IN Nature, then, we sum up all that was created by God—all creature being. This was pronounced good: "And God saw everything that He had made, and, behold, it was very good" (Gen. 1: 31). There was no evil in the Creation, nothing adverse to the Divine purpose.
But it is said by many in our day that physical science, and particularly Geology, contradicts this, and finds proof of evil in the earth before man. A few words must be said upon this point. But before we can rightly examine it, we must keep clearly in mind the distinction between physical and moral evil.
If we speak of evil in the inorganic realm, we are to note that here evil is only material disorder; it can properly be called evil only as it injuriously affects animal or human life. If there were destructive tempests and earthquakes, if the ground brought forth thorns and thistles, if there were terrible monsters in sea and on land, before man was on earth, this had no moral significance, and was of no real moment. But
after man came, all that took place in the material world was to be judged of as good or evil by its relation to him. As man's moral and spiritual education is the great end of God, we may well believe that He will so control all material and external forces as to conduce to this end. It is difficult to see how, without such control, there can be a moral government, a government which rewards the good and punishes the evil.
What, then, are the proofs that the earth gives of physical evil? These are summed up at great length in the Essay on Nature, by J. S. Mill, who comes to the conclusion that the earth could not have been made by a good and all-powerful God. If good, He is not all-powerful; if all-powerful, He is not good.
When we come to analyse the supposed proofs of evil before man's advent, we find them either in the inorganic realm or the lower realm of animal life. But as to the former, they are of no importance. If the earth in its formation was subject to violent convulsions,—the mighty forces struggling in its bosom for mastery, the heavens red with volcanic fire, the solid land shaken by its incessant earthquakes, the seas raging and furiously dashing against their dissolving shores— all this simply points to the process by which our orb was fitted for man's habitation. For us to find evil in this process is folly.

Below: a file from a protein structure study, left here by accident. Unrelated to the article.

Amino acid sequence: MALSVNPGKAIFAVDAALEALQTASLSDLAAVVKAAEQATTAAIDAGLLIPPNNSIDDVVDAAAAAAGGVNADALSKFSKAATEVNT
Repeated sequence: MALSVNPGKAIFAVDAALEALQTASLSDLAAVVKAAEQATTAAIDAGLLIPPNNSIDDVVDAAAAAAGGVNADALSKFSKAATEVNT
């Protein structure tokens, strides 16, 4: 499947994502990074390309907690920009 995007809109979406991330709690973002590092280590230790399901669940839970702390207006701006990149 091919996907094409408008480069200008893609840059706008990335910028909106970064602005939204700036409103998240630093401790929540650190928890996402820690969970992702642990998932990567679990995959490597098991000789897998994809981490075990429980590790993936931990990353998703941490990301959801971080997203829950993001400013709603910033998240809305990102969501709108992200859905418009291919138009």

But we turn to the realm of animal life, for as the Bible tells us, the creation of animals preceded that of man. And what proofs of evil do we find here? These, it is said, are found in the existence of the monsters in the sea and upon the land, and of poisonous serpents and reptiles, and of beasts that prey upon one another. The same is true of all the vegetable poisons, and of everything that is destructive of life, or causes pain and suffering.
It will be kept clearly in mind that we are speaking of animal life before man appeared upon the stage, where the evil complained of is chiefly one of physical pain. How much pain animals feel is wholly unknown to us, but it is most probable that even those of the highest organisation are far less sensitive than the lowest of men, and that the lower are wholly insensible to it, and as there is no knowledge of death there is no fear of it.